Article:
SJS lawsuit likely to be settled out-of-court

A legal battle between the University and a student convicted for sexual assault might be settled through an out-of-court resolution, according to court documents.

A freshman, under the pseudonym “John Doe” in the documents, filed the lawsuit against GW April 8, alleging that Student Judicial Service’s flawed disciplinary process wrongfully deemed him guilty of sexual assault. After over two months of legal exchanges in federal court, the parties filed a joint report to request more time to negotiate.

“The parties report that they have made progress toward a possible resolution of this matter, but have not concluded their discussions. Therefore, they request until June 17, 2011, to do so,” according to the documents.

The student – who was issued a one-year suspension by SJS for sexually assaulting a female student – is suing GW for a total of $6 million in damages. He filed an injunction to halt the suspension for the duration of court proceedings and was allowed to stay on campus for the remainder of the semester.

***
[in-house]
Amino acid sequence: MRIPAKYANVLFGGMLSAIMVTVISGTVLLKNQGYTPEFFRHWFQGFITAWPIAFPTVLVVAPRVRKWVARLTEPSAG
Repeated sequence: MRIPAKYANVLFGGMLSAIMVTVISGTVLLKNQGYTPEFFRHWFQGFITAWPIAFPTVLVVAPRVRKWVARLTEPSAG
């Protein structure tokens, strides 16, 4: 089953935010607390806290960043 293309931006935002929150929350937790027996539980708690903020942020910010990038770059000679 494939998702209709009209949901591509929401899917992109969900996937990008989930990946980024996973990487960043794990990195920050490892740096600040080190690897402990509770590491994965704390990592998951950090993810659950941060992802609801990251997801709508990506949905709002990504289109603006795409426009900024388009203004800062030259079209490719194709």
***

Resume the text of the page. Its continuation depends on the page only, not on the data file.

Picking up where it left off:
GW rebuffed all allegations that SJS conducts faulty hearings and does not comply with its own Code of Student Conduct in a response to the student’s charges. The University also said the meritless case would collapse in court proceedings.

An out-of-court resolution would allow the University and the suspended student to work out a deal behind closed doors and without court intervention.

University spokesperson Jill Sankey declined to comment on the possible settlement details, saying GW does not comment on pending litigation.

The plaintiff’s lawyer, Matt Kaiser, also declined to comment on the negotiations.

Michael Green, a professor and expert in civil procedure at the William & Mary School of Law, said private settlements outside of courtrooms are commonly kept confidential or at least have limitations attached as to which parts of the agreement can be disclosed to the public.

“Usually when people settle, it is in the interest of at least one of the parties to make it private,” Green said. “It’d be very likely that there would be confidentiality.”

Green added that settlements also have a positive effect of limiting the amount of expensive litigation both parties endure through court disputes.

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